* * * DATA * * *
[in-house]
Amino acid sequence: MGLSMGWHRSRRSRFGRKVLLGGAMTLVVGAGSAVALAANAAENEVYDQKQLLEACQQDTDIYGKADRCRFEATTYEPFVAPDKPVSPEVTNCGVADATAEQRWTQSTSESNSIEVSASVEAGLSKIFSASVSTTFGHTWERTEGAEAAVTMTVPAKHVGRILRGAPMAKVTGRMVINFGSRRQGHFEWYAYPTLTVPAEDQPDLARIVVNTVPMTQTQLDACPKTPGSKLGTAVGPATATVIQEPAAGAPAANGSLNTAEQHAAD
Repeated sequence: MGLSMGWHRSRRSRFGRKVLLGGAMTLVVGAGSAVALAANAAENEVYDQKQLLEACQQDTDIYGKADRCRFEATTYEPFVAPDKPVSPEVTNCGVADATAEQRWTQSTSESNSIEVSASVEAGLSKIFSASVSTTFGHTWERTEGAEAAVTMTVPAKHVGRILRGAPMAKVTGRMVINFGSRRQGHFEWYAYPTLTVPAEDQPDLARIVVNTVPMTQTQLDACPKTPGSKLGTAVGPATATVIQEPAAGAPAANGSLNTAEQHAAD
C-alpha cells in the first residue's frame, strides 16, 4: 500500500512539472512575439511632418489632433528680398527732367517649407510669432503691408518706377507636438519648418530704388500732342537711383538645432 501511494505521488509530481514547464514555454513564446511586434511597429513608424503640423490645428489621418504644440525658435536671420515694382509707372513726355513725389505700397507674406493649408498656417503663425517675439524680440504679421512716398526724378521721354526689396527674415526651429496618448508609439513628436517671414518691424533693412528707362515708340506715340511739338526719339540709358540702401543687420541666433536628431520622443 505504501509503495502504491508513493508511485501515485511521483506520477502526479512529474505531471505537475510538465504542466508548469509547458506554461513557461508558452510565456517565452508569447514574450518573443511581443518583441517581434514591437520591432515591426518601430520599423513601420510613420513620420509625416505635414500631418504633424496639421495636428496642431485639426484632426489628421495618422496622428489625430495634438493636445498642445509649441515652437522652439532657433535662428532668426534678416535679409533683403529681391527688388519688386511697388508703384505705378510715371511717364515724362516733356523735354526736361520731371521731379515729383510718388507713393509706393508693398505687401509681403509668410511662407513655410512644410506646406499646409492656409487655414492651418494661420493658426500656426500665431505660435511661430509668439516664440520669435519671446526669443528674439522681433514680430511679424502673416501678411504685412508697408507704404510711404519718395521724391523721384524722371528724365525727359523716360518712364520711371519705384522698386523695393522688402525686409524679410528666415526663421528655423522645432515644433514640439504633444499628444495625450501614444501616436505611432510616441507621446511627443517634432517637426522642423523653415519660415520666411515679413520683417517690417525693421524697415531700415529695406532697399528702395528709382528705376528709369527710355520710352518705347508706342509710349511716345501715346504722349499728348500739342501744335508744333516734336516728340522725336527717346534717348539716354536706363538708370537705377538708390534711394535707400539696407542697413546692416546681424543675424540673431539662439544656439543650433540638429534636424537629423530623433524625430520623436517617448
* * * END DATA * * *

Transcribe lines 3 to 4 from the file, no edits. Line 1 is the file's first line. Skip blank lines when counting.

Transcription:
Repeated sequence: MGLSMGWHRSRRSRFGRKVLLGGAMTLVVGAGSAVALAANAAENEVYDQKQLLEACQQDTDIYGKADRCRFEATTYEPFVAPDKPVSPEVTNCGVADATAEQRWTQSTSESNSIEVSASVEAGLSKIFSASVSTTFGHTWERTEGAEAAVTMTVPAKHVGRILRGAPMAKVTGRMVINFGSRRQGHFEWYAYPTLTVPAEDQPDLARIVVNTVPMTQTQLDACPKTPGSKLGTAVGPATATVIQEPAAGAPAANGSLNTAEQHAAD
C-alpha cells in the first residue's frame, strides 16, 4: 500500500512539472512575439511632418489632433528680398527732367517649407510669432503691408518706377507636438519648418530704388500732342537711383538645432 501511494505521488509530481514547464514555454513564446511586434511597429513608424503640423490645428489621418504644440525658435536671420515694382509707372513726355513725389505700397507674406493649408498656417503663425517675439524680440504679421512716398526724378521721354526689396527674415526651429496618448508609439513628436517671414518691424533693412528707362515708340506715340511739338526719339540709358540702401543687420541666433536628431520622443 505504501509503495502504491508513493508511485501515485511521483506520477502526479512529474505531471505537475510538465504542466508548469509547458506554461513557461508558452510565456517565452508569447514574450518573443511581443518583441517581434514591437520591432515591426518601430520599423513601420510613420513620420509625416505635414500631418504633424496639421495636428496642431485639426484632426489628421495618422496622428489625430495634438493636445498642445509649441515652437522652439532657433535662428532668426534678416535679409533683403529681391527688388519688386511697388508703384505705378510715371511717364515724362516733356523735354526736361520731371521731379515729383510718388507713393509706393508693398505687401509681403509668410511662407513655410512644410506646406499646409492656409487655414492651418494661420493658426500656426500665431505660435511661430509668439516664440520669435519671446526669443528674439522681433514680430511679424502673416501678411504685412508697408507704404510711404519718395521724391523721384524722371528724365525727359523716360518712364520711371519705384522698386523695393522688402525686409524679410528666415526663421528655423522645432515644433514640439504633444499628444495625450501614444501616436505611432510616441507621446511627443517634432517637426522642423523653415519660415520666411515679413520683417517690417525693421524697415531700415529695406532697399528702395528709382528705376528709369527710355520710352518705347508706342509710349511716345501715346504722349499728348500739342501744335508744333516734336516728340522725336527717346534717348539716354536706363538708370537705377538708390534711394535707400539696407542697413546692416546681424543675424540673431539662439544656439543650433540638429534636424537629423530623433524625430520623436517617448